United States and European water bottling companies are making huge profits from packaging and selling Mexico’s water resources, while leaving locals without water.
Indigenous and local communities in Puebla state united in a 24-hour peaceful blockade of a Bonafont plant, which has continued for weeks.
People from Almoloya, Tlautla, Colonia José Ángeles, Ometoxtla, Zacatepec, Cuanalá, Nextetelco, Coronango, Tepalcatepec, Cuachayotla, Cuapan, Xoxtla and Cuautlancingo have shut the plant down and are demanding it pack up and leave.
“Things were wonderful 20 years ago, but now the Bonafont plant is here working day and night, drying up our wells and rivers. There were fish and frogs before, but now it is all dried up.
“Bonafont is an act of death, because now we can’t get any water from our wells … we have to buy water from pipas (privately owned trucks that sell water) and it’s expensive and isn’t enough to last the week,” said Gloria Mejias Cinto, a member of the Land and Water Defenders.
I am talking to her at the protest. Behind us, is a giant mural that says: “Water belongs to the people.”
Behind the food table are lots of children’s drawings about the importance of water. On the other side, people rest near their tents.
People from the different towns rotate on guard duty at the protest night and day. Large piles of rocks and concrete stop any company trucks from getting in or out.
“We’ll hold this protest until there is a resolution, until Bonafont leaves our country. Then we’ll hold assemblies of all our towns (in the area) and decide what to do,” said Mejias.
“Our water isn’t for sale, it’s not merchandise.”
The big and pointless business of bottling water
According to workers at the Bonafont plant, it extracts 1.4 million litres of water a day from the nearby Iztaccíhuatl volcanic springs, in the east of Puebla state.
One worker, who spoke anonymously to La Jornada de Oriente, said the pandemic emergency measures resulted in a 30% rise in demand for the 19-litre containers of filtered water.
The Bonafont plant has been in the area since 1996, and it legally has access to two drill sites to extract water, but locals say it is secretly extracting water in a third location, without the required permits.
Bonafont is a brand owned by Danone, a Paris-based food corporation. Danone claims it is taking steps to “tackle global water challenges” and its message in Mexico and other countries is of “healthy hydration”. However, bottling spring water hinders rather than helps water supply or hydration.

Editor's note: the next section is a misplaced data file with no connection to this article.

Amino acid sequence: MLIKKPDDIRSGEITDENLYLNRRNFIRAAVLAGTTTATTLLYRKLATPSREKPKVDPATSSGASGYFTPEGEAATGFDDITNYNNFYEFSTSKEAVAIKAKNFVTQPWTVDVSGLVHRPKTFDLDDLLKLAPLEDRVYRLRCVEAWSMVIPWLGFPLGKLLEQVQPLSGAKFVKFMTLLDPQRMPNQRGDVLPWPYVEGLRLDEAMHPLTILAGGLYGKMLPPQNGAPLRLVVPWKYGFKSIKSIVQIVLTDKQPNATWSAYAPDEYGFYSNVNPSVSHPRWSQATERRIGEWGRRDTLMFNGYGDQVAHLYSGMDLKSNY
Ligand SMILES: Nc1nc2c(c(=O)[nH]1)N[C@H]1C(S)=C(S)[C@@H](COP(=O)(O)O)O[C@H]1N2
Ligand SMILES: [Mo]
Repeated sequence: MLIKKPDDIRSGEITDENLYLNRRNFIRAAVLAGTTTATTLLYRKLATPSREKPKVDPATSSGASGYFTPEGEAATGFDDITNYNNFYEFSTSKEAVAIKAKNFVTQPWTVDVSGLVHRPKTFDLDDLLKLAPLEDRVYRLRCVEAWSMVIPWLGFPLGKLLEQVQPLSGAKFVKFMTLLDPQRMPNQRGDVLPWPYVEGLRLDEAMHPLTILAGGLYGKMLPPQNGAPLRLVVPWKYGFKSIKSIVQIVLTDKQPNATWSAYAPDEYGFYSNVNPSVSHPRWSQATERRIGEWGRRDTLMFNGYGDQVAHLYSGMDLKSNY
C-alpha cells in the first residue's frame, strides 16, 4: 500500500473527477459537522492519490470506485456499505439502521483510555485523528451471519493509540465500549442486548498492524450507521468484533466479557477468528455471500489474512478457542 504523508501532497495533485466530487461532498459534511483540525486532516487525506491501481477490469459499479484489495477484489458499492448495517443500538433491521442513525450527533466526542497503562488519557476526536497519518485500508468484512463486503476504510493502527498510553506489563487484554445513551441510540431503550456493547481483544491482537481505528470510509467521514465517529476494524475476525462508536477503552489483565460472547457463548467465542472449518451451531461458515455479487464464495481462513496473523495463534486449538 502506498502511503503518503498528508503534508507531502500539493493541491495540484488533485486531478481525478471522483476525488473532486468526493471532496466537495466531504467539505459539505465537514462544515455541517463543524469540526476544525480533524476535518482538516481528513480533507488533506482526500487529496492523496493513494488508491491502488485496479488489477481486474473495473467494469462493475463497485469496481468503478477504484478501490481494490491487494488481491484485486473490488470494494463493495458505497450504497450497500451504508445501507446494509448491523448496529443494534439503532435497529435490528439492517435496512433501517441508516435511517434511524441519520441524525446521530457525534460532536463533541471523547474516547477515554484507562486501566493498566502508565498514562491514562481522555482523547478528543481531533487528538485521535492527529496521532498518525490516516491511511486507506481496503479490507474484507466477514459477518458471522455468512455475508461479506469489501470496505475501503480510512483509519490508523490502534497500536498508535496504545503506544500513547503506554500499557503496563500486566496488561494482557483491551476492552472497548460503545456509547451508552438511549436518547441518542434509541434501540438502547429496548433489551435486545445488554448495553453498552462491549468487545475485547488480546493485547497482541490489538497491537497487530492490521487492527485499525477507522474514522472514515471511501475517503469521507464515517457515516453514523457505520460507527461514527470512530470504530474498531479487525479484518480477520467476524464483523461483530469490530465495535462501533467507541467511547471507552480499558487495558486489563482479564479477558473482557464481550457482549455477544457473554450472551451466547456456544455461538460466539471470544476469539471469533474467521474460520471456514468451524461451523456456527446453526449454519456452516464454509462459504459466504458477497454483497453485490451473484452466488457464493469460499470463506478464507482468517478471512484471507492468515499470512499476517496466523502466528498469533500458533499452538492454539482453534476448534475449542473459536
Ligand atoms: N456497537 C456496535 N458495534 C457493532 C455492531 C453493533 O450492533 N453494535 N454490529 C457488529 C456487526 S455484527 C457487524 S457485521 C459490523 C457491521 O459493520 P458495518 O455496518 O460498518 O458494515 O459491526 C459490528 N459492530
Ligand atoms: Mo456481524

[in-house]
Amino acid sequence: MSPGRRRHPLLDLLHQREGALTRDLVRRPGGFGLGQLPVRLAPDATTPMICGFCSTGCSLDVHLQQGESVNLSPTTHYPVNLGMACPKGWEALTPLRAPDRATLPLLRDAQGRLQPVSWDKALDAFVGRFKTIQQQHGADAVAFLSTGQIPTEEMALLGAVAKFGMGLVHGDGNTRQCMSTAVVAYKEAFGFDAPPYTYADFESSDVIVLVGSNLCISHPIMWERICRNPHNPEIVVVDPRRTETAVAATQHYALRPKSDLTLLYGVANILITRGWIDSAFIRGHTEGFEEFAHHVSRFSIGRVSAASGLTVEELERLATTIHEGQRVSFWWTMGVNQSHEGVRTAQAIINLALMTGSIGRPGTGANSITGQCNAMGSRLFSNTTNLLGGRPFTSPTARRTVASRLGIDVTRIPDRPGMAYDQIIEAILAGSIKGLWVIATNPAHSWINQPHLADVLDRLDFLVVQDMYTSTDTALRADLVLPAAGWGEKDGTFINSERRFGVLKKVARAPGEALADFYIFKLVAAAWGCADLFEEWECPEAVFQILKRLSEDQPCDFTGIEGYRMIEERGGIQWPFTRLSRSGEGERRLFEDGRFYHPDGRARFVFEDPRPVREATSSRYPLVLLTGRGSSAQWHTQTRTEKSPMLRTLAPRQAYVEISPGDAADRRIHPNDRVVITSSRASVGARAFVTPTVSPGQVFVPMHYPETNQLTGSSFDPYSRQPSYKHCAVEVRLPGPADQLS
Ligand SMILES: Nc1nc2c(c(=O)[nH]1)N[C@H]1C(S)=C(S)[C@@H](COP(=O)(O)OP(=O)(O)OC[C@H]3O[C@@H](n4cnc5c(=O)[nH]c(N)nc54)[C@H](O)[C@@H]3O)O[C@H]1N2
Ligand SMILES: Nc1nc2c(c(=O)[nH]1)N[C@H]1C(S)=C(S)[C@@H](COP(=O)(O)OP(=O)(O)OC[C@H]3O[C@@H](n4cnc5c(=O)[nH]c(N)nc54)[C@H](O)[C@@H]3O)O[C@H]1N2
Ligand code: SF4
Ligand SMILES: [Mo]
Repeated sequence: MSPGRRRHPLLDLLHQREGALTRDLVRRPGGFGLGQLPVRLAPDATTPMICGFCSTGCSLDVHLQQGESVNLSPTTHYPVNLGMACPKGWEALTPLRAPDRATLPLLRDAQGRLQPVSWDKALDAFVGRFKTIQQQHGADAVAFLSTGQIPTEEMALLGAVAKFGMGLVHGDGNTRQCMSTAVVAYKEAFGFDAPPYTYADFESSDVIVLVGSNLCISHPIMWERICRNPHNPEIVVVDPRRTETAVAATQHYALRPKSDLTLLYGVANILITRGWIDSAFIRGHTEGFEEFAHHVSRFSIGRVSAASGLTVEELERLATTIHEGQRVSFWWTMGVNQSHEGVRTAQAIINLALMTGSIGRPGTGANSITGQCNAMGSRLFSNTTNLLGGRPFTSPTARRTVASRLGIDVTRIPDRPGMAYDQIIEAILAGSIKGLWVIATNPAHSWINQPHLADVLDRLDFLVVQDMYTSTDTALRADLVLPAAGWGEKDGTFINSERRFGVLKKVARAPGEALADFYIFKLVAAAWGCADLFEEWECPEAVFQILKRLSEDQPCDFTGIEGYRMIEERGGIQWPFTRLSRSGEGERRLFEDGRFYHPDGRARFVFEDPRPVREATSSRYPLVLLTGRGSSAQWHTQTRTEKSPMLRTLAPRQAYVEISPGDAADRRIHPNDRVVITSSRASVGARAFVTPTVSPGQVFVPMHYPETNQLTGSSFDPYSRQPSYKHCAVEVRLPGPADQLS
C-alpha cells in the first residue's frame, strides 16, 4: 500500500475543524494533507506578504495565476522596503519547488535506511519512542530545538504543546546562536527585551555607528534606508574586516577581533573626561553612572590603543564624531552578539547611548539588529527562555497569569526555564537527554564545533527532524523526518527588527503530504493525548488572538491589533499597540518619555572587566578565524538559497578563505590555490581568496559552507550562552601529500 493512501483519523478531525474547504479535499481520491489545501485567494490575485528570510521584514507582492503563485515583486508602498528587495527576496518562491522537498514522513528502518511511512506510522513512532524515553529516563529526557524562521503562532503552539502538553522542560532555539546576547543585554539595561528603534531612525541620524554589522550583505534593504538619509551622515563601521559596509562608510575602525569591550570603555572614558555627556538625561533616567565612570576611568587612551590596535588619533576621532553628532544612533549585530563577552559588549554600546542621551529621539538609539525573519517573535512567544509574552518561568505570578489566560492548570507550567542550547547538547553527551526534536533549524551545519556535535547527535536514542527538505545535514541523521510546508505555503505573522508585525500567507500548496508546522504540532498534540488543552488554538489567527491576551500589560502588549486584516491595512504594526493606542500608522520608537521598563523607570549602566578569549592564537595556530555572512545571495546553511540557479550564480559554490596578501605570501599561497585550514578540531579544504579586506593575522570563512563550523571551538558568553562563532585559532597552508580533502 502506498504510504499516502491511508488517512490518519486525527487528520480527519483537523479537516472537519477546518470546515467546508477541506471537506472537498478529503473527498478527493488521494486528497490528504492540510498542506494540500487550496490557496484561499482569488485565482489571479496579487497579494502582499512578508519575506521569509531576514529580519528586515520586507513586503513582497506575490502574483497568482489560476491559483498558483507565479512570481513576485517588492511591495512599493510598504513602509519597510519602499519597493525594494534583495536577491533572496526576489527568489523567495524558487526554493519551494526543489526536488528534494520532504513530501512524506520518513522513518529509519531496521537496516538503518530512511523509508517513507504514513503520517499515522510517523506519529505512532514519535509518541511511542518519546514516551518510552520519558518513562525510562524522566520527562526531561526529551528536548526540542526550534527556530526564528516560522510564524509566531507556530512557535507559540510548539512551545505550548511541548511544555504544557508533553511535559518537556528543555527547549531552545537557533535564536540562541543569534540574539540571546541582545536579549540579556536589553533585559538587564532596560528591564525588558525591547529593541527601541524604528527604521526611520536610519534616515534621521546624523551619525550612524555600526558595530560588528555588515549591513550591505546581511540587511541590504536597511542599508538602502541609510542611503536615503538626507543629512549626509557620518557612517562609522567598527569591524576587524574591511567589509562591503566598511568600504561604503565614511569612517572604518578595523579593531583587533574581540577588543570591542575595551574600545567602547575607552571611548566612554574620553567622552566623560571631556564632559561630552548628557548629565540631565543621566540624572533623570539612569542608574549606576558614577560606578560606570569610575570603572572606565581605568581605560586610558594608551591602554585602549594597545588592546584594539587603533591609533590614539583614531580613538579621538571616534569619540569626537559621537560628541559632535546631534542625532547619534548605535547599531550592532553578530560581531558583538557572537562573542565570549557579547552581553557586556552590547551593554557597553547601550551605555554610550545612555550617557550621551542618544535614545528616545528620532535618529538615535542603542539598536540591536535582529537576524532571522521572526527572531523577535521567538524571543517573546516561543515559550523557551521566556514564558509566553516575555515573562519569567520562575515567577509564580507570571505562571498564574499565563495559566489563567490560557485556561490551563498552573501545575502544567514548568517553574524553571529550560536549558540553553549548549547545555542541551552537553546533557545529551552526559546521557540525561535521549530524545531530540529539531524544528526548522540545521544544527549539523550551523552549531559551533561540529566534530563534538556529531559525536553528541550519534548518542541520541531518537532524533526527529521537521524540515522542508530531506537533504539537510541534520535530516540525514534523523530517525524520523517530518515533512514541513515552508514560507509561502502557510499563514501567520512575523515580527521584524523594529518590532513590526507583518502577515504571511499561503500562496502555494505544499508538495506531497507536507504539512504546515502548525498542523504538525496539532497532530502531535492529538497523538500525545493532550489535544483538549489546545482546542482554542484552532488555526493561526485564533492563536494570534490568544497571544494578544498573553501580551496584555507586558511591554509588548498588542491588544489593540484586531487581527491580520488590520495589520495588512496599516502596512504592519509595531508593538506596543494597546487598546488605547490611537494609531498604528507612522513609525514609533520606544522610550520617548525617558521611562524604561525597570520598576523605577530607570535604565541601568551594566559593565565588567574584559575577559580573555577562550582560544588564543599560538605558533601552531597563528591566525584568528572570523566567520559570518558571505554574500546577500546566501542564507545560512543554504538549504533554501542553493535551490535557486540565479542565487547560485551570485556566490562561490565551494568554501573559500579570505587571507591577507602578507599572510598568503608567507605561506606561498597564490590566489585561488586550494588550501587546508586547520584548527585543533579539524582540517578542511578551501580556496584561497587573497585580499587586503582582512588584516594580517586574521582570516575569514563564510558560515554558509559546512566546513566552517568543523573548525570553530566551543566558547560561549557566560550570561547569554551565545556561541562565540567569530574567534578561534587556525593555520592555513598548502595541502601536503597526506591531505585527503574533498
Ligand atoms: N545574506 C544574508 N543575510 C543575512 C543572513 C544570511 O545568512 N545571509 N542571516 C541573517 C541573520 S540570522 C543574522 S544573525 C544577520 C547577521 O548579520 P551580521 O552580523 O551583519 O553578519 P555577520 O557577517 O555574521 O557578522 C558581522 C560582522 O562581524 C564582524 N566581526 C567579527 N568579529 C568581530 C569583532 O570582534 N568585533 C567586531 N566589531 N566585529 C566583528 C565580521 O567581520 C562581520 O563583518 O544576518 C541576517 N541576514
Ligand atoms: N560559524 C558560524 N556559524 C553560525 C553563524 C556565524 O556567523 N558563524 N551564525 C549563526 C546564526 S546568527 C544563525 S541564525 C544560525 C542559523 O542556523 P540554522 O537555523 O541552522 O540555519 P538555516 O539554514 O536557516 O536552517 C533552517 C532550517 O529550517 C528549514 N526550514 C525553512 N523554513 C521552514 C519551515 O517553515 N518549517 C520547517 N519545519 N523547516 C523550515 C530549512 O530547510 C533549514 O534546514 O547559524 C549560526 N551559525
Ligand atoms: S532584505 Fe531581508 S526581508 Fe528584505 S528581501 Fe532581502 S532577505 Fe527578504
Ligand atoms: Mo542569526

And while the company profits from taking locals’ water in practice, its spin is about “matching every litre of water sold with a litre for people in need … to help 50 million people in developing countries access safe drinking water”.
There are some 16,000 water purification and bottling plants in Mexico. The country is the biggest consumer globally of bottled water, though it is worth noting that most bottled water comes in recycled 19-litre containers.
Danone, Coca-Cola and Pepsico dominate the bottled water market nationally, at 82%, while in Puebla state, Nestle Water and US company, Keurig Dr Pepper also profit from the market. Nestle takes water from the springs of the Popocatépetl and Iztaccíhuatl volcanos.
These companies pay, on average, 2600 pesos (AU$168) per year for a concession to extract water.
Depending on the size of the bottle and local water rates, bottled water can be up to 3000 times more expensive than tap water. Treating tap water also involves much less energy than producing or recycling plastic bottles, cleaning them, labelling them and transporting them.
In addition, about six litres of water are used to produce 1.5 litres of bottled water.
It is the profits, rather than “healthy hydration” or the environment that drive this market. Globally, the bottled water market was valued at US$217.66 billion last year and is expected to grow at a compound annual growth rate of 11.1% from 2021–28.
Here in Mexico, foreign-owned bottling companies aren’t the only ones leaving locals without water. Thousands of largely US- and European-owned factories and mines benefit from the resource, while contaminating the water supply with total impunity.
A Coca Cola plant in Chiapas, for example, extracts more than 1.14 million litres of water a day, leaving indigenous and poor locals forced to consume the soft drink, as they are left without water, and it is often cheaper and easier to get than bottled water.
Some 60% of the rivers and catchment areas in Mexico are polluted. But with politicians and water and environmental monitoring bodies accepting bribes from foreign and local factories and corporations, and with the pressure from the US via trade agreements to make Mexico as agreeable as possible to foreign companies, it is unlikely the water situation will change soon.
[Tamara Pearson, @pajaritaroja, is a journalist living in Puebla, Mexico, and author of The Butterfly Prison. Her writings can be found at her blog resistancewords.com.]